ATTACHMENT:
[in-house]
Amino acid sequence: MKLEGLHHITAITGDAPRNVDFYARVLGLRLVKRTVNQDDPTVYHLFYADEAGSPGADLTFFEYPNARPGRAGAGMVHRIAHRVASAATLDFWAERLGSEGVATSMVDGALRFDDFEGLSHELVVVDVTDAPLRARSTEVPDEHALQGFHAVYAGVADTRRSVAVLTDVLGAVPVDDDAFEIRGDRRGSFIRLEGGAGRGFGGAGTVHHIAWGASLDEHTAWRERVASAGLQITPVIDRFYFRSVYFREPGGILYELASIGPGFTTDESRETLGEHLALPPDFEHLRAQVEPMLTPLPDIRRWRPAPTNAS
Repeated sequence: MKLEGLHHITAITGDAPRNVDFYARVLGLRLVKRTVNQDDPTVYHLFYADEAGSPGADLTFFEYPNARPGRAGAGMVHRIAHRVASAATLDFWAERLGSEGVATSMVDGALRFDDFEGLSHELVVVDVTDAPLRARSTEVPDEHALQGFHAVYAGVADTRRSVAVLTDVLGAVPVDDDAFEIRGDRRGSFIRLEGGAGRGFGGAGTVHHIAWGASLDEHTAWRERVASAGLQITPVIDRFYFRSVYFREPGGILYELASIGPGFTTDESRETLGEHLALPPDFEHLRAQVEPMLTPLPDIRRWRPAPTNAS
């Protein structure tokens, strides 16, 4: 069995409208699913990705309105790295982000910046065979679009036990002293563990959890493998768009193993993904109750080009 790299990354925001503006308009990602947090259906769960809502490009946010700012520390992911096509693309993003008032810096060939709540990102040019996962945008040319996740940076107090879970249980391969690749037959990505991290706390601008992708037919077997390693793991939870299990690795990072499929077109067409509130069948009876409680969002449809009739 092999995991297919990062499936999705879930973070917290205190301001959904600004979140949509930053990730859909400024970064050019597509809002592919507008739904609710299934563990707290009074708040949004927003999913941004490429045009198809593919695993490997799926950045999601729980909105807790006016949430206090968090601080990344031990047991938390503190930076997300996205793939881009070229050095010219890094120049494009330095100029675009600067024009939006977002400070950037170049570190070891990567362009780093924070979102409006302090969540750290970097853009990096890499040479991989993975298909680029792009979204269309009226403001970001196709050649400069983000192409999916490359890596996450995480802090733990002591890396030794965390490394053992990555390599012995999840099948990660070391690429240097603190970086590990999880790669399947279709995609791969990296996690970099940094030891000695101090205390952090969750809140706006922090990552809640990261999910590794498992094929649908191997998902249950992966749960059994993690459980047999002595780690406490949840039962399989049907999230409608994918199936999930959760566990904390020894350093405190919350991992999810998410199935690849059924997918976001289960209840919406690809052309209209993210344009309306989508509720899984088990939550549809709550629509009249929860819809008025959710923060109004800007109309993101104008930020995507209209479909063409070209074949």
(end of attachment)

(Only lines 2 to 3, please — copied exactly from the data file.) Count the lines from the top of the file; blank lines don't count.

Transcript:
Amino acid sequence: MKLEGLHHITAITGDAPRNVDFYARVLGLRLVKRTVNQDDPTVYHLFYADEAGSPGADLTFFEYPNARPGRAGAGMVHRIAHRVASAATLDFWAERLGSEGVATSMVDGALRFDDFEGLSHELVVVDVTDAPLRARSTEVPDEHALQGFHAVYAGVADTRRSVAVLTDVLGAVPVDDDAFEIRGDRRGSFIRLEGGAGRGFGGAGTVHHIAWGASLDEHTAWRERVASAGLQITPVIDRFYFRSVYFREPGGILYELASIGPGFTTDESRETLGEHLALPPDFEHLRAQVEPMLTPLPDIRRWRPAPTNAS
Repeated sequence: MKLEGLHHITAITGDAPRNVDFYARVLGLRLVKRTVNQDDPTVYHLFYADEAGSPGADLTFFEYPNARPGRAGAGMVHRIAHRVASAATLDFWAERLGSEGVATSMVDGALRFDDFEGLSHELVVVDVTDAPLRARSTEVPDEHALQGFHAVYAGVADTRRSVAVLTDVLGAVPVDDDAFEIRGDRRGSFIRLEGGAGRGFGGAGTVHHIAWGASLDEHTAWRERVASAGLQITPVIDRFYFRSVYFREPGGILYELASIGPGFTTDESRETLGEHLALPPDFEHLRAQVEPMLTPLPDIRRWRPAPTNAS